Fortunately, Spain’s Interior Ministry has been willing to act relatively quickly to address the bottlenecks that are occurring, with two measures which should lead to fewer holdups (click link below).

READ ALSO: Brits through e-gates and more border guards - How Spain is tackling airport chaos


What are the new rules for travel from Spain to the UK?

The UK dropped all its Covid-19 entry restrictions from March 18th. 

This means that no one entering the UK from Spain or any other country will need to take any Covid tests or even complete a passenger locator form.

The changes apply to both vaccinated and unvaccinated travellers, meaning that those in Spain who are not fully vaccinated, will not have to take pre-departure tests or a day 2 post-arrival test.

Mask mandates in the UK have also been dropped. The UK’s biggest airport London Heathrow has said that while mask-wearing is still encouraged, it will no longer be mandatory. Airlines British Airways, Tui, Jet2 and Virgin Atlantic have also stated that they have dropped mask rules under certain circumstances. However, if you're travelling to and from Spain, you will still have to wear a mask on the plane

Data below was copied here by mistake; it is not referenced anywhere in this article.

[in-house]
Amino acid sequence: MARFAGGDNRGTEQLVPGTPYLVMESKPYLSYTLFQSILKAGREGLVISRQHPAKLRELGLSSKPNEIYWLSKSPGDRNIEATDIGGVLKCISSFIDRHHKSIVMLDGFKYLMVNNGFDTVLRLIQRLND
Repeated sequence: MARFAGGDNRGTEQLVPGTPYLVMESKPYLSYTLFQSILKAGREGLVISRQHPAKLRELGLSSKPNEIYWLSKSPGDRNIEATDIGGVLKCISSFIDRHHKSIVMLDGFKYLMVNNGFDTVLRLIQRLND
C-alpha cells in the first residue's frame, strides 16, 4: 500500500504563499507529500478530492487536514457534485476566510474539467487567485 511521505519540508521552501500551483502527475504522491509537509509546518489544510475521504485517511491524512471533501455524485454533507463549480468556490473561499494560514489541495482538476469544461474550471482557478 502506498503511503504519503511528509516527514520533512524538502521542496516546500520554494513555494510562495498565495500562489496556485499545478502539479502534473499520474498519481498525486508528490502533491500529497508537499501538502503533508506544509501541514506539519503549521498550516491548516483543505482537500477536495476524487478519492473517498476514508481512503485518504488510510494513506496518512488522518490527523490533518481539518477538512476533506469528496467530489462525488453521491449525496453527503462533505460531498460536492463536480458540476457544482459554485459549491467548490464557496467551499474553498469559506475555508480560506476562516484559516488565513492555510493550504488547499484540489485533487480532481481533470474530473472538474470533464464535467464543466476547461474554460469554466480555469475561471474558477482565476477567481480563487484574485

Join the conversation in our comments section below. Share your own views and experience and if you have a question or suggestion for our journalists then email us at [email protected].
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martina_415889 2021/12/01 21:02
Aren’t the Spanish government making any exception for teenagers 12-15 travelling with fully vaccinated parents if they had only one shot?